Tuesday, December 7, 2010

RC (and OC) Hermeneutics and New Eve typology

In my last post, I mentioned that RC seems prone to a radical hermeneutic. This is in no case more evident than in Marian dogma. Here is one recent example of RCs falling over themselves looking for any support for the Immaculate Conception.

I have been having a discussion with an OC who, like several RCs with whom I have dialogued on the same topic, argues that Eve was a type of Mary. Now it seems obvious to me that the church, not Mary, is the helpmate to the last Adam in the same way woman/Eve was the helpmate to the first:

//…for the Christ to be the true second Adam, He must have a true bride with which to generate children in His image… Paul regards the church as Christ’s antitypical helpmate in Ephesians 5:21-33. It sounds obvious when one thinks about it, yet the implications are profound. It was no more good that Christ should bring about the goals of the dominion mandate – goals which His work alone could effect – than it was for the first Adam to attempt to do so. The church is woman in Genesis 1-2 (Isaiah 54:5-8, John 3:29), yet a woman who will no longer be seduced by Satan’s temptations (Revelation 21:2, cf. Ezekiel 16, Hosea). Paul’s revelation of the relationship between Christ and the church functions as an explanation of the ways in which they interact: Christ as head, church as body; Christ as authoritative, church as submissive. Believers are not to be static after salvation – in fact, it is not a stretch to suppose co-working with Christ is a means of conformity to His image, as such would reflect what would seem to be an appropriate inter-connectedness of biblical theology.// (link to original post)

Mary wasn't married to Christ. Mary isn't called the mother of believers (Galatians 4:26) - John 19:26-27 is an exceptionally poor proof-text on which to base such a claim. Mary doesn't spread the the gospel to the ends of the earth, fulfilling the garden-temple extension mandate by the believer-temple extension. The church is and does that.

But the bad arguments don't end there. From the website of the OC with whom I was speaking, we find typical OC-RC attempts to connect Mary-Eve:

1. Jesus called Mary "woman"; Adam's wife was called "woman"; therefore, Jesus was indicating Mary was the new Eve.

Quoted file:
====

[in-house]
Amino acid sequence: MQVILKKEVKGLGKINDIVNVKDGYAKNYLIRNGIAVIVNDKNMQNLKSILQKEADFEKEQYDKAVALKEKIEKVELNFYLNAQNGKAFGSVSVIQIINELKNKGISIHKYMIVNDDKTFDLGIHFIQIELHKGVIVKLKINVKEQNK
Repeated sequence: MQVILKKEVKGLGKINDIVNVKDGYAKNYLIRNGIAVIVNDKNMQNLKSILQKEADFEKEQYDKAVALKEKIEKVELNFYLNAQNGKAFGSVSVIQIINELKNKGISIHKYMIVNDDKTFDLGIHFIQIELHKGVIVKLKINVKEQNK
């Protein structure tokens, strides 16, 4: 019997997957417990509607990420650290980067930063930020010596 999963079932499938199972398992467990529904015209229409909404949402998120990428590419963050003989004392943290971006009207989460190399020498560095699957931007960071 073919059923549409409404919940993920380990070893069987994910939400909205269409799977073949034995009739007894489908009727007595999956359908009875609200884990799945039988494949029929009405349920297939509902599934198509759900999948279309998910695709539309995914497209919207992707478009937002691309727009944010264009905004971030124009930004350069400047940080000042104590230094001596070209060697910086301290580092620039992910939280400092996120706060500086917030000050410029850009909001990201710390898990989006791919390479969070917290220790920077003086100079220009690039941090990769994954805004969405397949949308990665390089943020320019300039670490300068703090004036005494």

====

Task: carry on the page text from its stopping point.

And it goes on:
2. Woman entices Adam to sin on the seventh day of the first creation; Mary entices Jesus to perform a miracle on the seventh day after John proclaimed the Lamb of God had come; therefore, Mary is a better Eve than Mary.

On the other hand:

1. Jesus calls the Samaritan woman at the well "woman" - are RCs and OCs prepared to say that every time Jesus or the prophets address a woman as "woman," a typological connection to Adam's wife is intended? How ridiculous.

2. The numerological argument above may seem air-tight... However, the OC forgot to show Adam's wife tempted Adam on the seventh day, and he forgot to show that the new creation was inaugurated with John's proclamation rather than, say, Christ's crucifixion-baptism which tore the veil symbolizing our separation from God's presence.

At least he didn't argue that Genesis 3:15 referenced Mary (which is an assertion I have unfortunately encountered more than once).

I generally avoid writings posts which can seem to cast a shade over a group of people on the basis of select individuals within the group. But I can't help but note that the above sort of argumentation is representative of every RC and OC who has told me that Mary is the New Eve. This is just my experience, and I do realize that the fact I cannot account for how the adherents to such systems can actually believe what they write apart from the suggestion their system encourages a defensive-minded, radical hermeneutic does not imply there is no other answer, but if nothing else, hopefully some of these poorer arguments will be discarded.

UPDATE: TurretinFan guest hosted the 12/9/10 Dividing Line (link), on which he speaks at length on the RC arguments for Mary-New Eve typology, as well as its implications. He mentions some points I missed;. I had no idea that the RC catechism - a dogma-defining document - explicitly taught Mary is the New Eve. Another good point TFan makes: even if such a typology was valid (and the above should be sufficient to disprove that or, at least, prove that to speak dogmatically on a possible connection is absurdly presumptuous), RCs make eisegetical connections to suit their own doctrines. For instance, some RCs argue that since Eve was born without sin, so too Mary, if she is New Eve, must have been born without sin. But of course, Eve was taken from Adam's body whereas Jesus came from Mary's body, and this goes to show that to speak dogmatically about what connections between Mary and Eve must be true is arbitrary - if the relation between Eve's creation and Adam's (Adam -> Eve) differs from the relation between Mary's creation and Christ's (alleged new Eve -> new Adam), why should we not think that the creation of sinless Eve differs from the creation of Mary? And let us not forget that we are assuming that the typology is valid in the first place. Anyways, it was an interesting program and I recommend it.


Robert Hagedorn said...

Do a search: The First Scandal Adam and Eve.

Ryan said...

"The garden of Eden is the human body in the state of grace."

And exactly what support do you have for this hypothesis? I invite you to compare your utterly speculative allegorical interpretation with this.